How Black Lives Matter grew to where it is now
Along with the hard work of the countless activists that have pushed to get the BLM movement to the globally recognised and respected position it is in, there have been certain events and moments in history that have drawn extra attention to the cause.
Following the deaths of Michael Brown and Eric Garner in 2014, people representing the Black Lives Matter took to the streets for public demonstrations and protests - bringing awareness to this movement and the countless deaths of BIPOC.
In 2015, Black Lives Matter made headlines for some positive reasons. Essence magazine devoted its February cover to the movement and in December BLM was a contender for the Time magazine person of the year. It eventually came fourth.
The pain behind the movement was reignited in July 2016 after the horrific deaths of both on July 5 Alton Sterling and Philando Castile, a day later on July 6. Both men were brutally murdered bv police. Sterling was selling CDs on the sidewalk and Castile was driving a car with his partner and her daughter. For this, they both received a death sentence. Naturally, BLM protests popped up all around American, demanding justice for these men.
Then in August of 2016 BLM made the news once again when activist and athlete Colin Kaepernick of the 49ers sat during the national anthem instead of standing - as is tradition. Kaepernick later explained "I am not going to stand up to show pride in a flag for a country that oppresses black people and people of colour. To me, this is bigger than football and it would be selfish on my part to look the other way. There are bodies in the street and people getting paid leave and getting away with murder".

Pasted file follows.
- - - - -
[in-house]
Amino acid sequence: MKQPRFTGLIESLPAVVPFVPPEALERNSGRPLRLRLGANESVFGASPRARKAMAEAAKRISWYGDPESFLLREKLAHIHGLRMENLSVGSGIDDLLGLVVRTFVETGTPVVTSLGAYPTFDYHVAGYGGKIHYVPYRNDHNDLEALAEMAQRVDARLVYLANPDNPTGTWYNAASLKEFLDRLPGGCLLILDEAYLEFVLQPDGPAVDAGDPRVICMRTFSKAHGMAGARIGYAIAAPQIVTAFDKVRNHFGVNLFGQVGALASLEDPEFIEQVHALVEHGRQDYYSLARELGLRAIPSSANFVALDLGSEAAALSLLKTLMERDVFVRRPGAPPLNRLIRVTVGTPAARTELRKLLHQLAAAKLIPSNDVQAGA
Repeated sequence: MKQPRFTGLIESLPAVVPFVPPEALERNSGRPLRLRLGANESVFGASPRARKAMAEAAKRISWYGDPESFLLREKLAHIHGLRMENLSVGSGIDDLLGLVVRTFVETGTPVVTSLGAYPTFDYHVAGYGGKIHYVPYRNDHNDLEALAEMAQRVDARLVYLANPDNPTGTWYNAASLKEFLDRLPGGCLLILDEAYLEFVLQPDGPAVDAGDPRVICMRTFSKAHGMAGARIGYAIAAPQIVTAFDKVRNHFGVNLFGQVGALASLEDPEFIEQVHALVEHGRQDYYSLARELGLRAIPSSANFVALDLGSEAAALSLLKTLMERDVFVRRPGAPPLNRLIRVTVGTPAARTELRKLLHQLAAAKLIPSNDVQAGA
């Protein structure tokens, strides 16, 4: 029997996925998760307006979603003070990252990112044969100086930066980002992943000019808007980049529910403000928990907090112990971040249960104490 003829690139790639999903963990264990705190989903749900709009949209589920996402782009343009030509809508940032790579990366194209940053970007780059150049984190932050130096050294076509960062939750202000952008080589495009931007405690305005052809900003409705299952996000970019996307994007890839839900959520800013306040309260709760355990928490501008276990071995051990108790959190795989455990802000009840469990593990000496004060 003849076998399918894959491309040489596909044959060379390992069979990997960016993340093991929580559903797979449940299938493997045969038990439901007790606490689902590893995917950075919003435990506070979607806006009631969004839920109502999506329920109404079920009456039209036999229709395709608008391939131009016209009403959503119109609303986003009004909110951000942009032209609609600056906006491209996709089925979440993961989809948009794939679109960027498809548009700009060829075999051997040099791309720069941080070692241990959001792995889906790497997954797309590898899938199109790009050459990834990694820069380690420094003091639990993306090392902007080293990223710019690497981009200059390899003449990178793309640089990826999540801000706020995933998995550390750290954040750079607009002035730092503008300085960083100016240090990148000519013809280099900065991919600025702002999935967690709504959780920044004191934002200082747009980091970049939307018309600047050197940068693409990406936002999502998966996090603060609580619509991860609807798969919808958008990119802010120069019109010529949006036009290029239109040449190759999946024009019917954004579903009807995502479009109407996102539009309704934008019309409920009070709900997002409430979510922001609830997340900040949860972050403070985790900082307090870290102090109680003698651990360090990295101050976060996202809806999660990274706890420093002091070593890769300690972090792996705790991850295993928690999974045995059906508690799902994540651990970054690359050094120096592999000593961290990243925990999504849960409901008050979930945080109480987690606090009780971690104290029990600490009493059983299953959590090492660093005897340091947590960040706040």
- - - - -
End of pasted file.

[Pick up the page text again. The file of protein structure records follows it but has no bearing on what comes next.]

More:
Now in 2020, the movement has expanded and travelled the globe. Protests have taken place all over the world, and many people are tackling everyday racism with renewed vigour. More people are joining the conversation and are helping to dismantle the architecture of white supremacy in a way they never have before.
2020 has been a wake up call for many. It should not take the horrific deaths of innocent people to spur on change. The events of this year have shown us just how much more needs to be done. Thankfully, we have trailblazers like Alicia Garza, Patrisse Cullors and Opal Tometi who have paved the way for us. Helping us to understand what we need to do and how to do it. You can read more about Black Lives Matter on the official website.
It's worth noting that this is by no means an exhaustive list of events in the history of the Black Lives Matter movement. There have been many other pivotal moments for the movement and we encourage you to learn more. We've pulled together guides on how to to be actively anti-racist, how to support the movement and things to read and watch to better understand the systemic issues at play.
Image from the wonderful artist Nikkolas Smith on Instagram. This artwork features posthumous depictions of Rem'Mie Fells, Tony McDade and Riah Milton.